BBC NEWS

Gordon Brown and David Cameron have clashed over spending cuts, tax and political reform in the first prime ministerial TV debate in the UK.

The Labour leader went on the attack against Mr Cameron during the historic 90 minute encounter accusing him of “airbrushing” planned spending cuts.

The Tory leader said savings could be made without cutting services.

Lib Dem leader Nick Clegg said neither of them were being “straight” with voters about the scale of cuts needed.

Mr Brown repeatedly said he agrees with Mr Clegg on a number of issues in the first half hour, from immigration to cleaning up politics.

The 90 minute debate on ITV1 is the first of three over the coming weeks.

FULL GUIDE TO TV DEBATES

Stands at Granada Studios

Mr Clegg, who won the draw to make an opening statement first, told the studio audience “I believe the way things are is not the way things have to be”.

Gordon Brown, in his opening statement, warned against a “double dip recession” and vowed to protect the NHS, police and schools from cuts.

David Cameron promised to restore trust after the expenses scandal and said although he would not undo everything Labour had done, Britain needed change “and it is that change that I hope to lead”.

The debate was more measured and detailed than when the three men clash in the House of Commons, with the occasional flash of anger or irritation.

The audience sat in silence as they addressed questions ranging across the domestic scene, from health and education to tax and spending.

Immigration

Mr Cameron said immigration was “out of control” but Mr Brown and Mr Clegg both spoke out against his plan for a cap on the numbers coming into the country.

He said immigration was “simply too high at the moment”. The pressures on housing, health and immigration were “too great”.

“I want us to bring immigration down so that it’s in the tens of thousands not the hundreds of thousands,” he said.

“I think we need to have not just a points system but also a limit on migration when people are coming from outside the EU for economic reasons.”

Mr Brown said: “I know people feel that there are pressures because of immigration. That’s why we want to control and manage immigration.”

Labour had introduced a points system so that no unskilled workers from outside the EU could come to Britain, he added.

Expenses

On the expenses scandal, Mr Brown said he was “shocked” and “sickened” by the revelations.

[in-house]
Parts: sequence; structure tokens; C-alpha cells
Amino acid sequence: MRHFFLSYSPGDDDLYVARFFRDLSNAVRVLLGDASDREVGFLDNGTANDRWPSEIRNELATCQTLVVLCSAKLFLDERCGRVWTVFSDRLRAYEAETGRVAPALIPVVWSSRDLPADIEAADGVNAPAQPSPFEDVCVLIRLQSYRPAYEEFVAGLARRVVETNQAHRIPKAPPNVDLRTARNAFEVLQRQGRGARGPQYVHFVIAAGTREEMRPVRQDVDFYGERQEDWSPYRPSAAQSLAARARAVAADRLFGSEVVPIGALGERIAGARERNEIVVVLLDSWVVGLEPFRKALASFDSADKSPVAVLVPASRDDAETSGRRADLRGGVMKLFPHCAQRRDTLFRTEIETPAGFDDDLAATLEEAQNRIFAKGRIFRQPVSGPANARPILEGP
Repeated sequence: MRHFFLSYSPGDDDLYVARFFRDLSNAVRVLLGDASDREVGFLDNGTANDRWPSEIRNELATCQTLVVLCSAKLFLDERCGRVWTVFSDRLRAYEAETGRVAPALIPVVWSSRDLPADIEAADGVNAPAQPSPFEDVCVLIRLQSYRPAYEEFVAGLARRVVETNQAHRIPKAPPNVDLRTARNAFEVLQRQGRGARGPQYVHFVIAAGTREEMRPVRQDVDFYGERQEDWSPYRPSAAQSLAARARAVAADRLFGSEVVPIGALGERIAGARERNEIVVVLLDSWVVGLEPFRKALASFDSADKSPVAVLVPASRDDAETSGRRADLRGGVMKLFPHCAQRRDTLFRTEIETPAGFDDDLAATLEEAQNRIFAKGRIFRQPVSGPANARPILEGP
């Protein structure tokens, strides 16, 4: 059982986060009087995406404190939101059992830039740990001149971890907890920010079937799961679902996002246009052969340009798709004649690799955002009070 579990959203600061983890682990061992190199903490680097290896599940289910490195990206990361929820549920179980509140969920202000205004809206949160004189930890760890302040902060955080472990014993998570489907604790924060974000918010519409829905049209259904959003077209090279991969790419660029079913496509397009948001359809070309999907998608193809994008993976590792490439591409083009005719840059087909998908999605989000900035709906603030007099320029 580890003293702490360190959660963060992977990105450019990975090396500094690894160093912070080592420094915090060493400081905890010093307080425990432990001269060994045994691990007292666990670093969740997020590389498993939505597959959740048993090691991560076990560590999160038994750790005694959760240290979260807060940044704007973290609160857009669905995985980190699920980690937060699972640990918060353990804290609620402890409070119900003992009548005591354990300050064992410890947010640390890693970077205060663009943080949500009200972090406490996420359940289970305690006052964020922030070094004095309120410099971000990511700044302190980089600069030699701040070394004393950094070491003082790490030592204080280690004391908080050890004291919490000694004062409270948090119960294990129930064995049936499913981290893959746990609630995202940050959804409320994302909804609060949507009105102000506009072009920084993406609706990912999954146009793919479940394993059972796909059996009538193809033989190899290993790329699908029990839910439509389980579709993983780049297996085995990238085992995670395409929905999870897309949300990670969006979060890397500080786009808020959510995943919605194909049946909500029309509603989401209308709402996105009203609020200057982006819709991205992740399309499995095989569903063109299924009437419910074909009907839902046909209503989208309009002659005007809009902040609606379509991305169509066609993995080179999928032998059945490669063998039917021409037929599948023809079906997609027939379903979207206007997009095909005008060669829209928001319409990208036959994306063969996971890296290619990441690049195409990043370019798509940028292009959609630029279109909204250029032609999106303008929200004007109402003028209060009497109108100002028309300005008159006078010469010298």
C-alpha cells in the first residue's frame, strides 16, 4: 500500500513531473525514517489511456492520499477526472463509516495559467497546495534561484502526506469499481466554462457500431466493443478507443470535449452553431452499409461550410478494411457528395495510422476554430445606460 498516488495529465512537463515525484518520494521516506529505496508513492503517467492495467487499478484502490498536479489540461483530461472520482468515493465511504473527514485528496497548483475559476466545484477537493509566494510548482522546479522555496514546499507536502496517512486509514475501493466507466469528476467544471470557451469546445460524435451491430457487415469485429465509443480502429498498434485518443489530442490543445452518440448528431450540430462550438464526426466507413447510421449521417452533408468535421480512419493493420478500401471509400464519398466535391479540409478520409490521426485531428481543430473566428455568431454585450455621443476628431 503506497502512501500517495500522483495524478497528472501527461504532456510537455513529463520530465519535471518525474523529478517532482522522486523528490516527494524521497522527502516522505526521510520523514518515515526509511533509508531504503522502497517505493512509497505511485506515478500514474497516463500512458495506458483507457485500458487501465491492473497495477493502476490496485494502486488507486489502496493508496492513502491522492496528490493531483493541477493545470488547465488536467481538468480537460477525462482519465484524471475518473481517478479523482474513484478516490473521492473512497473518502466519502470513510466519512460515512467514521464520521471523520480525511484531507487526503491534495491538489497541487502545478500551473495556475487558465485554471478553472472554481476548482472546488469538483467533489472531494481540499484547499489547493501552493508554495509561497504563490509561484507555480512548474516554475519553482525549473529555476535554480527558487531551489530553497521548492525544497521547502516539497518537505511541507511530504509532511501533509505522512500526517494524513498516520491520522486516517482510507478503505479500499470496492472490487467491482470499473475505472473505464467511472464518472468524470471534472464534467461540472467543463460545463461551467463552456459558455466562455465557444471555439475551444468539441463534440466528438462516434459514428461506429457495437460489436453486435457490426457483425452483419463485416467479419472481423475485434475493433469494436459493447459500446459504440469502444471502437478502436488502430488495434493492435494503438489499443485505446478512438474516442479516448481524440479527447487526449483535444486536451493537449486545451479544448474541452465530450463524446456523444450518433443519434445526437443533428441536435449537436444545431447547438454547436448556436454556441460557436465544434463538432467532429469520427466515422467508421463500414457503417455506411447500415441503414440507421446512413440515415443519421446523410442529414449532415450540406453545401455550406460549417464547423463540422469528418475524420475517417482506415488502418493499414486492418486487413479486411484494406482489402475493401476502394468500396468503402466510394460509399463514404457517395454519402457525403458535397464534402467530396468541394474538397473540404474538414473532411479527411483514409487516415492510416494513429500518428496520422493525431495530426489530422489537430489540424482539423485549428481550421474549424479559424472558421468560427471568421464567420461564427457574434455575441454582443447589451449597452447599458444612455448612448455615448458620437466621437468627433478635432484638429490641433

“Nobody should be standing for election at this election who is guilty of the offences that we have seen,” he added.

Mr Cameron described the expenses scandal as a “horrendous episode”, saying people “don’t pay their taxes for MPs to abuse the system”.

He vowed cut the number of MPs by 10%, slash ministerial pay by 5%, reduce the size of Whitehall by a third and bring in a recall system to allow voters to sack their MP.

But Mr Clegg criticised his counterparts for failing to take action, claiming Liberal Democrat plans for recall powers and reform of party funding had been blocked by the other parties.

Mr Clegg backed a recall system and said it was time to get “big money” out of politics.

Mr Brown said he did not agree with Tory plans to cut the number of MPs, but Mr Cameron asked why Parliament should be any different from families and businesses who were tightening their belts.

With the opinion polls tightening, if one leader performs well, or another badly, or if an issue emerges during the debate, it will change the shape of the general election campaign, says BBC Political Editor Nick Robinson.

‘False choice’

The Scottish National Party and Plaid Cymru will not take part in the debate, although the BBC is to hold separate leaders debates in Scotland, Wales and Northern Ireland.

SNP leader and Scotland’s First Minister Alex Salmond told the BBC: “There are actually four countries in the United Kingdom not one – and the other three countries feel a bit miffed about this.”

And Plaid Cymru’s leader Ieuan Wyn Jones told the BBC many issues that would be debated had been devolved to Scotland and Wales.

“It doesn’t reflect well on the broadcasters that they haven’t recognised that the politics of the United Kingdom is now entirely different to how it was 10 years ago with devolution,” he said.

Nick Robinson

The nation’s verdict will come not from the pundits and the commentators, but in the days to come

The debates are bound by more than 70 rules agreed after weeks of negotiations between the parties and the broadcasters.

Before the questions begin, the leaders will be allowed to make a one-minute opening address, and a 90-second closing statement at the end of the show.

The audience will be asked to applaud at the start and end of the programmes, and will not be able to respond to leaders’ answers, not ask questions directly – they will be put to the leaders by the presenter.

Most of the 200-strong audience in each debate will be picked by pollsters ICM from the local area to ensure a balance of gender, age, ethnicity, social class and voting intention.

Sky News will be showing the second debate on Thursday, 22 April, which will look at foreign affairs. The final debate on BBC One on Thursday, 29 April will focus on the economy.

The First Election Debate programme is on ITV1 on Thursday, 15 April, starting at 2030 BST. In Scotland it will be shown on STV, and on UTV in Northern Ireland. You can listen to it live on BBC Radio 4 and BBC Radio 5 Live.